Sometimes I can be incredibly patient. Not always. But when I truly want something I’m happy to play the long game. Wait. Work. Get what you want to achieve.
I waited over 20 years for one of my happiest moments in my life. I was 25 when it happened so if you wanted to be dramatic (which I do) then you could say that I’d waited my entire life for this.
I’d first seen it on Blue Peter. Towering spires melting into the sky. Crowds! Fireworks! The star himself standing right outside immortalised in bronze, Mickey Mouse.
Disney World. Disney. World. A world of Disney. Morning’s of Rescue Rangers, Darkwing Duck, Tailspin and Gargoyles all in one place, a concentrate of fun and adventure all symbolised by the castle in the centre of the park. I had to go to there.
My parents? Well. Their levels of enthusiasm were the polar opposite of mine. I saw hugging Pluto and flying with Peter and I’m pretty sure they saw an expensive trip for a boy that will grow out of his Disney obsession. Their energy was much more in the realm of walks along the scenic parts of Britain not so much queuing for rides in the hot Florida sun. I was not getting to Disney with them and not being old enough to earn, this was one pot I would have to stop watching.
Time went on.
Arguably too much time.
My heart continued to swell for Disney as they continued to release stories I loved. The Emperor’s New Groove. Phineas and Ferb. House of Mouse. Lilo and the legend that is Stitch. All of them like crosses on a map to me and Disney World was the treasure. I could say ‘eventually a boy I met was the ship that took me to the treasure and his family were the wind in our sails’ but that would be labouring an analogy. The important thing is that I got there.
September 2011. The trip was meticulously planned, everyone had a personal itinerary, each park had their designated days, meals had been booked months in advance, this was going to be perfect. And it was. My dreams started coming true from day one.
To get into the Magic Kingdom early we were going to have breakfast with Pooh and Friends. This is exactly what you think it is. When we arrived at the park gates it was deathly quiet, I remember a handful of us tourists all looking as though we were slightly in the wrong place and could be REMOVED FROM THE PARK FOREVER at any given point. The kind of excitement that sparks an irrational fear that it’ll all be taken away from you. It wasn’t, every was ok. We were directed into the park through a side gate by a cast member (pointing with three fingers, never one) and this is when I lost my shit.
Main Street USA spread before me. A pristine slice of fake America. If eyes could eat I’d have devoured the lot quicker than a 20 nugget share box . I’d watched documentaries of this street, seen too many videos of Walt walking right at this very spot, the parades! The characters! The exclusive toys and nick nacks that my consumeristic heart still gets palpitations for now. I knew his place. I belonged here. I ran. Literally ran between shop windows to see the displays. Daisy twirling on the spot, Aladdin hovering on his carpet (on a pole moving up and down) and a team of animatronic birds tweeting along to a song I couldn’t remember. It was just as perfect and plastic as I imagined.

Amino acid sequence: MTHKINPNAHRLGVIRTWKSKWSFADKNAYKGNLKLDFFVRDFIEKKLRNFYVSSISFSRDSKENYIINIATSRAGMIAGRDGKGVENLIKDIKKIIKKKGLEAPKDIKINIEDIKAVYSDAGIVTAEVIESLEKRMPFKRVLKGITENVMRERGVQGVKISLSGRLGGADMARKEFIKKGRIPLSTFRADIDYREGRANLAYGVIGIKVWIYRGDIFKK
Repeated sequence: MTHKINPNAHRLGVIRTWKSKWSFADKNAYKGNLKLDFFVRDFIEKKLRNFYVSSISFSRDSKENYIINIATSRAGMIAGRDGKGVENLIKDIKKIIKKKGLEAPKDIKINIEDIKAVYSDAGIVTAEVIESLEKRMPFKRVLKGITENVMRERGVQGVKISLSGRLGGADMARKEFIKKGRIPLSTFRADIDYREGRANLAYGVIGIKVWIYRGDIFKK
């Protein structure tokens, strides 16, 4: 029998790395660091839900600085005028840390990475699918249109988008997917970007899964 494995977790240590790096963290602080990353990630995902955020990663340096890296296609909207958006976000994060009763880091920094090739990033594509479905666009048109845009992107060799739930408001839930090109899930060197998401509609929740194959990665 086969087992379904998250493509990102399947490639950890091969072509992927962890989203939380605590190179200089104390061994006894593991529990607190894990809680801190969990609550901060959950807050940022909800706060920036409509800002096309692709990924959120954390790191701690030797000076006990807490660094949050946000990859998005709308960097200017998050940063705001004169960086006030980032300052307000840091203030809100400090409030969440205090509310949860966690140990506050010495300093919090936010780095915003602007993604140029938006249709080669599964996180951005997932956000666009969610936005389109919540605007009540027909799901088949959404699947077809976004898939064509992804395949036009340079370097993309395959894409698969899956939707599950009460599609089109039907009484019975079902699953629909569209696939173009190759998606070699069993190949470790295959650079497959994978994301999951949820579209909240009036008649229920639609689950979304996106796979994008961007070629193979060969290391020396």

What I hadn’t done was look to the bottom of the street. I knew what was there. What was hiding out of the corner of my eye. I needed this moment to be perfect. So I stopped in the middle of the street. I didn’t stop for long, just a beat, there were a lot of things to see and the gods had cursed me with only the standard two eyes. And as slowly as I could (not slowly at all) I looked up towards the castle.
I’d not dreamed of this moment. Dreaming’s far too passive. I’d actively constructed in my mind here and now. The smell of popcorn, hotdogs and suncream. The warmth from above starting to beat down on the pavement. A feeling of excitement that I thought would be like going to Alton Towers but, just, more. My imagination has limits, I was not prepared for this.
My pause became a step, the step a trot, the trot turned into a run, the run propelled me into a sprint. A David shaped blur.
I forgot about my boyfriend. I forgot about his family who were still stood at the entrance. I forgot to have a plan. I just needed to be so close to that castle that it filled my vision and became my world. This symbol of joy and escapism was just…there! Pictures from this moment are cringe inducing to show other people but a joy for me to look at alone.
If I’d been allowed right up to the castle I would have willed my arms into a length that would wrap around this mountain of fake stone and glass. I would have squeezed it until it crumbled, while the people inside died I would have whispered ‘Thank you’ and as the police gunned me down I would have told the castle ‘I love you.’
Instead I stood and gazed. I cry easily and nothing was going to stop this particular flood. I’d longed to be here for so long. This place. This castle. It’s not just kids films, musicals and cartoons. This wasn’t just a childhood dream come true. I felt like I was in the heart of something truly aspirational. A place where the best stories in the world come to life. In a place that strives to make everyone feel included. I was feeling too much and it was glorious.
One of the many things that Disney has taught us is that spells must come to an end and it’s usually a handsome prince that does it. My handsome prince didn’t break the spell with a kiss but by putting his hand around mine and saying the beautiful words:
‘It’s time for breakfast with Pooh.’